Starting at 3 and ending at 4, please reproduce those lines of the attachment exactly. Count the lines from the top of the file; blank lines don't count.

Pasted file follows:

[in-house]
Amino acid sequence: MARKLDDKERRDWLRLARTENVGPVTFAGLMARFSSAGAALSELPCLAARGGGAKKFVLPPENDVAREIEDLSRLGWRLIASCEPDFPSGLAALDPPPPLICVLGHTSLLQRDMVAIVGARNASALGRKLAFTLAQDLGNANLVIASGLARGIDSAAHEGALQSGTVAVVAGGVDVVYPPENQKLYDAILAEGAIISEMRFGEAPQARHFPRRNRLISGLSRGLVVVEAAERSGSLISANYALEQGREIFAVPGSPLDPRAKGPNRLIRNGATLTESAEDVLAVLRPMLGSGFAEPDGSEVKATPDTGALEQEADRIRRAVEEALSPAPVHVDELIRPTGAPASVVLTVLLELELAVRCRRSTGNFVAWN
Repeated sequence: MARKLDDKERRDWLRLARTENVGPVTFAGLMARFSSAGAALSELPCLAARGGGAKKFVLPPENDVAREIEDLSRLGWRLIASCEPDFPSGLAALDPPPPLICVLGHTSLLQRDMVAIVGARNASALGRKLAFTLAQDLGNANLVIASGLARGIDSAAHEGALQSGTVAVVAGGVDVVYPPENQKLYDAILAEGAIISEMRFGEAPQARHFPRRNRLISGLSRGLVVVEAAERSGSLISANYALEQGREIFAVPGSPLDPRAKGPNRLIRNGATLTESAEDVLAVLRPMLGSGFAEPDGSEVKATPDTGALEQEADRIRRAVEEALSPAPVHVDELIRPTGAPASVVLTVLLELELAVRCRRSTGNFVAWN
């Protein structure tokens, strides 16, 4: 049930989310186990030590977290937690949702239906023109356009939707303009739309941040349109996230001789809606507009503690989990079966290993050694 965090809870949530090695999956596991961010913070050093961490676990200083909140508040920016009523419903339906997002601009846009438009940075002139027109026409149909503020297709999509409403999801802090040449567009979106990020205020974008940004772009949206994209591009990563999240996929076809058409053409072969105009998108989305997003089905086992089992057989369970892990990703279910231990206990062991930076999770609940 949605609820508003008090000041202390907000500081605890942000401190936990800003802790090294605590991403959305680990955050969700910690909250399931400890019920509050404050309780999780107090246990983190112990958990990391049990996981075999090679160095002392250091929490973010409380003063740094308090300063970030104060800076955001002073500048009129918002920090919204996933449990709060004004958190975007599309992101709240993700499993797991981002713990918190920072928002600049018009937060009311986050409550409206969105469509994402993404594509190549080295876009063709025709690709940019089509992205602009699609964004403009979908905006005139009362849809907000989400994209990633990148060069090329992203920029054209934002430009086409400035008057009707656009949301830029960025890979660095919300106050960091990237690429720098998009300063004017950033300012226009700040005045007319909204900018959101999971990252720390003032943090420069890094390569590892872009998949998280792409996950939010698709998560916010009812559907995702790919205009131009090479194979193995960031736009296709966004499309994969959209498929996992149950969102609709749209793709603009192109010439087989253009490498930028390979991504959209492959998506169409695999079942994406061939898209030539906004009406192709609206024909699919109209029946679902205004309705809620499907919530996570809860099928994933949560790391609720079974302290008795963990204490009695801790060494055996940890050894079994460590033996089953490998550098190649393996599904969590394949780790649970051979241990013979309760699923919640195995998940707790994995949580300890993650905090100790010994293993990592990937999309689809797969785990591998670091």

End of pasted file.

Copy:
Repeated sequence: MARKLDDKERRDWLRLARTENVGPVTFAGLMARFSSAGAALSELPCLAARGGGAKKFVLPPENDVAREIEDLSRLGWRLIASCEPDFPSGLAALDPPPPLICVLGHTSLLQRDMVAIVGARNASALGRKLAFTLAQDLGNANLVIASGLARGIDSAAHEGALQSGTVAVVAGGVDVVYPPENQKLYDAILAEGAIISEMRFGEAPQARHFPRRNRLISGLSRGLVVVEAAERSGSLISANYALEQGREIFAVPGSPLDPRAKGPNRLIRNGATLTESAEDVLAVLRPMLGSGFAEPDGSEVKATPDTGALEQEADRIRRAVEEALSPAPVHVDELIRPTGAPASVVLTVLLELELAVRCRRSTGNFVAWN
């Protein structure tokens, strides 16, 4: 049930989310186990030590977290937690949702239906023109356009939707303009739309941040349109996230001789809606507009503690989990079966290993050694 965090809870949530090695999956596991961010913070050093961490676990200083909140508040920016009523419903339906997002601009846009438009940075002139027109026409149909503020297709999509409403999801802090040449567009979106990020205020974008940004772009949206994209591009990563999240996929076809058409053409072969105009998108989305997003089905086992089992057989369970892990990703279910231990206990062991930076999770609940 949605609820508003008090000041202390907000500081605890942000401190936990800003802790090294605590991403959305680990955050969700910690909250399931400890019920509050404050309780999780107090246990983190112990958990990391049990996981075999090679160095002392250091929490973010409380003063740094308090300063970030104060800076955001002073500048009129918002920090919204996933449990709060004004958190975007599309992101709240993700499993797991981002713990918190920072928002600049018009937060009311986050409550409206969105469509994402993404594509190549080295876009063709025709690709940019089509992205602009699609964004403009979908905006005139009362849809907000989400994209990633990148060069090329992203920029054209934002430009086409400035008057009707656009949301830029960025890979660095919300106050960091990237690429720098998009300063004017950033300012226009700040005045007319909204900018959101999971990252720390003032943090420069890094390569590892872009998949998280792409996950939010698709998560916010009812559907995702790919205009131009090479194979193995960031736009296709966004499309994969959209498929996992149950969102609709749209793709603009192109010439087989253009490498930028390979991504959209492959998506169409695999079942994406061939898209030539906004009406192709609206024909699919109209029946679902205004309705809620499907919530996570809860099928994933949560790391609720079974302290008795963990204490009695801790060494055996940890050894079994460590033996089953490998550098190649393996599904969590394949780790649970051979241990013979309760699923919640195995998940707790994995949580300890993650905090100790010994293993990592990937999309689809797969785990591998670091």